War as a political instrument of the state — This conception perfectly embodies the political philosophy of war, which we usually identify with the work of Clausewitz. For the political conception of war to culminate in a planetary-scale war, the political framework must be planetary, and this planetary-scale political framework has been taking shape since the Age of Discovery, with the industrial revolution providing the technological means for effectively acting on a planetary scale at human time scales. It could be argued that it was only the twentieth century that this framework and its means came to maturity, and as soon as this maturity was achieved, planetary-scale wars were waged. This argument, however, minimizes the role of human agency (it makes war look as inevitable as a violent instinct), which agency is one of the key features of the conception of war as a political instrument. In other words, there is an interesting overlap between the most agency-centered conception of war and the least agent-centered conceptions of war.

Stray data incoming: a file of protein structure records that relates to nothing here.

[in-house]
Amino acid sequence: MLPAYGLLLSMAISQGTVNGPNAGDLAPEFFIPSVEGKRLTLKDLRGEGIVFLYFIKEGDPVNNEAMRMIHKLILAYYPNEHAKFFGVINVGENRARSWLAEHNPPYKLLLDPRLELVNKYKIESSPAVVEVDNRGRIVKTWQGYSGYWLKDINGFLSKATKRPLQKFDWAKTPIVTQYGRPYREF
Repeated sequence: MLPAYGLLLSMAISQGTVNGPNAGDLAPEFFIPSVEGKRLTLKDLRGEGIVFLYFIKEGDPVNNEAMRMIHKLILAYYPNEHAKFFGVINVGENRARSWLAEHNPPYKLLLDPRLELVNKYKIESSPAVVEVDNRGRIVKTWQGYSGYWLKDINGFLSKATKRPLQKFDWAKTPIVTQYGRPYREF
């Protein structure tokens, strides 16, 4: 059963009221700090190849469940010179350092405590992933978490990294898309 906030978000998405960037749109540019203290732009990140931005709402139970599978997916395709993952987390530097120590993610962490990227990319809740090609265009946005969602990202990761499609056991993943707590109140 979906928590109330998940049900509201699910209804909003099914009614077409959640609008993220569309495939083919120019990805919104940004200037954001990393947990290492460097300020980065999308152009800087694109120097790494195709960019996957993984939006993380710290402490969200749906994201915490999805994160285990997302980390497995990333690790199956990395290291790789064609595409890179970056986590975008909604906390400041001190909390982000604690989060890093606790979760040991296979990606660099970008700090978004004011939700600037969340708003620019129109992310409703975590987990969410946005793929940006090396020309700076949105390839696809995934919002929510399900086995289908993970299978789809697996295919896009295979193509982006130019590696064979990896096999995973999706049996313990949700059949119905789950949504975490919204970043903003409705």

War as regulator of the international system — This might also be called war as the invisible hand, as the parties waging war are, by waging war, performing a function that restores the balance of power, though through no intention or plan of the parties to the conflict (Clark does not make this connection). If war is waged as the action of the invisible hand of the international system to maintain its own viability and stability, then we would also expect instances of “market failure” in which the invisible hand ceased to function. In cases of political failure (say, the failure of conception of war as a political instrument, above), the wars waged in the wake of political failure would fail to restore balance of power and confer viability and stability on the international system, cascading into planetary-scale war now free of the mechanisms that had once governed its scale and conduct (being much like the concept of war as a disease).